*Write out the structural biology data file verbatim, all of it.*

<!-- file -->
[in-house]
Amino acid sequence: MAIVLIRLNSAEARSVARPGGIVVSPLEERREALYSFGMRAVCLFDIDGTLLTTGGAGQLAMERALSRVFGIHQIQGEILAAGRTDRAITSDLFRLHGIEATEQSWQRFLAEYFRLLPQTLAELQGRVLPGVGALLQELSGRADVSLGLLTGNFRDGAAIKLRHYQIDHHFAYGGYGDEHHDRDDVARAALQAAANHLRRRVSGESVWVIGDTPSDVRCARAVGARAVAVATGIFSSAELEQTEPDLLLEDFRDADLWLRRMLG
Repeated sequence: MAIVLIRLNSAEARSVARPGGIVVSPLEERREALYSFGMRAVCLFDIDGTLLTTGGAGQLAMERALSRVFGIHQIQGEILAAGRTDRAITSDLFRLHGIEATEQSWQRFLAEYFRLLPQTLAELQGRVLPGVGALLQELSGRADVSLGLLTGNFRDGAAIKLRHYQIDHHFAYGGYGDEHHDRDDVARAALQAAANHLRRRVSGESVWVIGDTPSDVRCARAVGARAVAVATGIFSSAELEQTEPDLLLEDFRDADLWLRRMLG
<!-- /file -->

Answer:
[in-house]
Amino acid sequence: MAIVLIRLNSAEARSVARPGGIVVSPLEERREALYSFGMRAVCLFDIDGTLLTTGGAGQLAMERALSRVFGIHQIQGEILAAGRTDRAITSDLFRLHGIEATEQSWQRFLAEYFRLLPQTLAELQGRVLPGVGALLQELSGRADVSLGLLTGNFRDGAAIKLRHYQIDHHFAYGGYGDEHHDRDDVARAALQAAANHLRRRVSGESVWVIGDTPSDVRCARAVGARAVAVATGIFSSAELEQTEPDLLLEDFRDADLWLRRMLG
Repeated sequence: MAIVLIRLNSAEARSVARPGGIVVSPLEERREALYSFGMRAVCLFDIDGTLLTTGGAGQLAMERALSRVFGIHQIQGEILAAGRTDRAITSDLFRLHGIEATEQSWQRFLAEYFRLLPQTLAELQGRVLPGVGALLQELSGRADVSLGLLTGNFRDGAAIKLRHYQIDHHFAYGGYGDEHHDRDDVARAALQAAANHLRRRVSGESVWVIGDTPSDVRCARAVGARAVAVATGIFSSAELEQTEPDLLLEDFRDADLWLRRMLG